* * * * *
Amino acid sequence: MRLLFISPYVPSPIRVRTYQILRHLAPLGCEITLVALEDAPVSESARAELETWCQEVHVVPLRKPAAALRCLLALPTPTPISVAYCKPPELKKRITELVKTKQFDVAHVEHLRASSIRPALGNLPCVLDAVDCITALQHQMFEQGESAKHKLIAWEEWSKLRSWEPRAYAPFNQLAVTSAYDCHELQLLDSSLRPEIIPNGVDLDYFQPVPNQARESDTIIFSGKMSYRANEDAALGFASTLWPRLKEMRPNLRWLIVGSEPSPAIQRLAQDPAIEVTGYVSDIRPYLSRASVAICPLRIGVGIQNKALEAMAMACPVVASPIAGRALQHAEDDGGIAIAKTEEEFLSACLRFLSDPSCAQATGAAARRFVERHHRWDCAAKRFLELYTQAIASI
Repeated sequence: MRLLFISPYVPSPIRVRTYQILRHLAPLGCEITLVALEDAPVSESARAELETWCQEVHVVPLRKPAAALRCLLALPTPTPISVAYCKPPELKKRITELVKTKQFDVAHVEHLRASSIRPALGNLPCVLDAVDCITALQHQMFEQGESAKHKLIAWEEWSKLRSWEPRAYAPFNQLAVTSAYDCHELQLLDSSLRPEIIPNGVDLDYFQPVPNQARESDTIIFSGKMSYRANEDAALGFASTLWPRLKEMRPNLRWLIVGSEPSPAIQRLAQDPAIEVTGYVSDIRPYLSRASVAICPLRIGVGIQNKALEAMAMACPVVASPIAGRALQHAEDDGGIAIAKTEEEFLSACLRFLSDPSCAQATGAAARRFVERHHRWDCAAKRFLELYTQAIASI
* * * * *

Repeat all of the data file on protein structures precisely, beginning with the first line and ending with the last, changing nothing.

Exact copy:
Amino acid sequence: MRLLFISPYVPSPIRVRTYQILRHLAPLGCEITLVALEDAPVSESARAELETWCQEVHVVPLRKPAAALRCLLALPTPTPISVAYCKPPELKKRITELVKTKQFDVAHVEHLRASSIRPALGNLPCVLDAVDCITALQHQMFEQGESAKHKLIAWEEWSKLRSWEPRAYAPFNQLAVTSAYDCHELQLLDSSLRPEIIPNGVDLDYFQPVPNQARESDTIIFSGKMSYRANEDAALGFASTLWPRLKEMRPNLRWLIVGSEPSPAIQRLAQDPAIEVTGYVSDIRPYLSRASVAICPLRIGVGIQNKALEAMAMACPVVASPIAGRALQHAEDDGGIAIAKTEEEFLSACLRFLSDPSCAQATGAAARRFVERHHRWDCAAKRFLELYTQAIASI
Repeated sequence: MRLLFISPYVPSPIRVRTYQILRHLAPLGCEITLVALEDAPVSESARAELETWCQEVHVVPLRKPAAALRCLLALPTPTPISVAYCKPPELKKRITELVKTKQFDVAHVEHLRASSIRPALGNLPCVLDAVDCITALQHQMFEQGESAKHKLIAWEEWSKLRSWEPRAYAPFNQLAVTSAYDCHELQLLDSSLRPEIIPNGVDLDYFQPVPNQARESDTIIFSGKMSYRANEDAALGFASTLWPRLKEMRPNLRWLIVGSEPSPAIQRLAQDPAIEVTGYVSDIRPYLSRASVAICPLRIGVGIQNKALEAMAMACPVVASPIAGRALQHAEDDGGIAIAKTEEEFLSACLRFLSDPSCAQATGAAARRFVERHHRWDCAAKRFLELYTQAIASI